Friday, August 20, 2010
First Day of School
Hannah started kindergarten this week.
I have to tell a little back story about this. My parents made the choice to homeschool me back in the 80's in Southern California. Most people didn't even know it was legal, in fact I remember being closely questioned about why we weren't in school...pretty much everywhere we went. The grocery store, the dentist... To this day I'm not sure why everybody was so concerned about it, but they were. I guess maybe the culture really has changed significantly with regards to schooling.
Anyway, my memories of my childhood are very sweet. I'm the oldest of five. After a couple of hours of bookwork, we spent our days playing outside, reading, baking, creating, gardening... We each had our strengths and weaknesses, but overall we excelled in school. When I was 14 my parents and I together made the decision for me to attend Christian high school. It was time, for us. But I loved being homeschooled.
When it came to our own children, there has been very little question what we would do. OK, that's not completely true. There is a small part of me that wants to put my kids in school, and go do something more "grown up" than wiping noses, reading picturebooks, and working on manners every day. So we have considered other options. But in the end, what has always won out is the experience of teaching my own children, of having long days to play and learn together, of experiencing education as a family unit. This is what we wanted for our family. Life as school.
Though in some ways I've been doing this for years since we didn't send our kids to preschool, this week was our first "real" school week. I'm happy to report that it has felt as natural as I hoped. This is what I know. This is the lifestyle I loved as a child and am excited to recreate in my own home. I know this choice is not for everyone - there are as many different family situations as there are families, but I also know so many people who don't feel confident enough to teach their own children, though they would like to. I am, by nature, an exhort-er, so I'm quite sure that in expressing my own experience I will come across sometimes as trying to persuade you to homeschool as well. If you are confident in the education choices you have made for your family, please don't take offense. But if there is something in you that longs to do this, please follow along in our journey. I'll try to be as realistic as possible, but I'm not going to hide the joy that I have in the privilege of doing this with and for my children. It's the most fun I've had in a while.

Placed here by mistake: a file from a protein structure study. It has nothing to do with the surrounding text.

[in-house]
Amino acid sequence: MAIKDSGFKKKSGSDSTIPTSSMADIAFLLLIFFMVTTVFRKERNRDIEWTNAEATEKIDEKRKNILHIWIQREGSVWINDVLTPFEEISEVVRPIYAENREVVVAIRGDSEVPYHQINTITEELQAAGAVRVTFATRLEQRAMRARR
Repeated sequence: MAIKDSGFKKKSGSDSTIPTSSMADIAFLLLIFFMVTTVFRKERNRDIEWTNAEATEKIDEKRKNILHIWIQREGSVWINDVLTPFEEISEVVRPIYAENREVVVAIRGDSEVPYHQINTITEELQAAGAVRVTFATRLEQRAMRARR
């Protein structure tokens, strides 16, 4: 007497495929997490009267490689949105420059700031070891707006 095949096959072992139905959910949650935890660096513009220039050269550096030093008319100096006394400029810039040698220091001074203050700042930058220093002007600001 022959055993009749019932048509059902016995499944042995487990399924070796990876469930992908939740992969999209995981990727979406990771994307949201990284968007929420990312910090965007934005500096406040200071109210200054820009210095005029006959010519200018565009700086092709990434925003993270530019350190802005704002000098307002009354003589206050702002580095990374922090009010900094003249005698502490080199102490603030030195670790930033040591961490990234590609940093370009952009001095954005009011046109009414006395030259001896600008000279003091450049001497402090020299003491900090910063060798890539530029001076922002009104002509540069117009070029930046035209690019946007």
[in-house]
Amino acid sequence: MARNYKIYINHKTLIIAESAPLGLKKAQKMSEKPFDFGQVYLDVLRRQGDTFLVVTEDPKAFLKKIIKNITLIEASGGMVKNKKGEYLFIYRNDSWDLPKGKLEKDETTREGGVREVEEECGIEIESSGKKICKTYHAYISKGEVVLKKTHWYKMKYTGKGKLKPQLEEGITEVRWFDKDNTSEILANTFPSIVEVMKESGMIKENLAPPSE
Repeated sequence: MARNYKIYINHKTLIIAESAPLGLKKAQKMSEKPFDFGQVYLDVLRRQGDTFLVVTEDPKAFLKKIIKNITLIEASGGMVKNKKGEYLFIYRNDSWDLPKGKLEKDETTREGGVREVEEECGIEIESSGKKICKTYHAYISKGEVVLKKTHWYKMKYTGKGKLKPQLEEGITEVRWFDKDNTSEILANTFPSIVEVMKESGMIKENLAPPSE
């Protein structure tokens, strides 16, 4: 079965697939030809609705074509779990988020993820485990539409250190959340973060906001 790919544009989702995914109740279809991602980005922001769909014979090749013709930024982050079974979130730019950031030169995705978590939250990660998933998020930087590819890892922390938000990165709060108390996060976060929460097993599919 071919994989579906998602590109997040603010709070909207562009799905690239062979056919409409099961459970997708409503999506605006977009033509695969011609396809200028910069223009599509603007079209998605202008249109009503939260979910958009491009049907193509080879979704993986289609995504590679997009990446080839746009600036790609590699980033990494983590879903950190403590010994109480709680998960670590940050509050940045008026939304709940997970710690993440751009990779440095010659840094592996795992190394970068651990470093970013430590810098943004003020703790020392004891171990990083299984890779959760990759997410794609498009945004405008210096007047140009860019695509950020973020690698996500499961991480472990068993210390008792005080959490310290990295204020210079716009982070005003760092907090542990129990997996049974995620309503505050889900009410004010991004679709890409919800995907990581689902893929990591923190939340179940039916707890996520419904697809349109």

End of short back story that was really long.
We are Charlotte Mason homeschoolers. Sometimes it surprises me that I can say that as confidently as I do, except that everything I read about it resonates with me so deeply, that even if/when we incorporate other things in order to accommodate needs, I will always see us as Charlotte Mason homeschooolers. I'll reference some things at the end of this post, if you want to learn more about this way of homeschooling.
All that said, I bought a $1 teacher's planning book at Target. It has a row for each day of the week and 6 columns for subjects. I am using it more for a school record book, so that I can see what we've done each week. In the state of Colorado, we don't have to do formal school until age 6, so the goal for this year is to spark a love of learning in Hannah (and also in Audrey, age 4), and to have her pick up things along the way. So I'm not doing every subject every day.
After breakfast, we pick up the house and get dressed for the day. If there is too much commotion or some sort of emergency that keeps this from happening, we flex with it. Ideally, we'd be ready for school by 10 or 11am at the latest. Some things we did this week: Reading together followed by narration - the kids telling me back the story they remember. Starting nature notebooks with a walk around my parents' backyard in the forest. A field trip to a you-pick apple farm. A trip to the library and math games on the computers. A first piano lesson. A video (from the library) about the artist Michelangelo and his works of art. Learning to play leapfrog in the living room. About 20 minutes of workbooks. And life skills like making beds, organizing toys, and sticking around to work out a conflict instead of running away. Today we didn't get any school done because of a trip to the nutritionist, but Daddy's working Saturday this week, so we'll make it up tomorrow with looking up wildflower names to write in our notebooks, and reading books together.
It's that simple. It's that fun. It's that natural. It's not hard. It actually gives a structure and a goal to our days at home together that I'm grateful for. I'm so excited for this year.
More about Charlotte Mason:
Charlotte Mason Bio
Simply Charlotte Mason - tips and ideas
Ambleside Online - free online book lists/curriculum
Charlotte's Original Series - SOOOO good.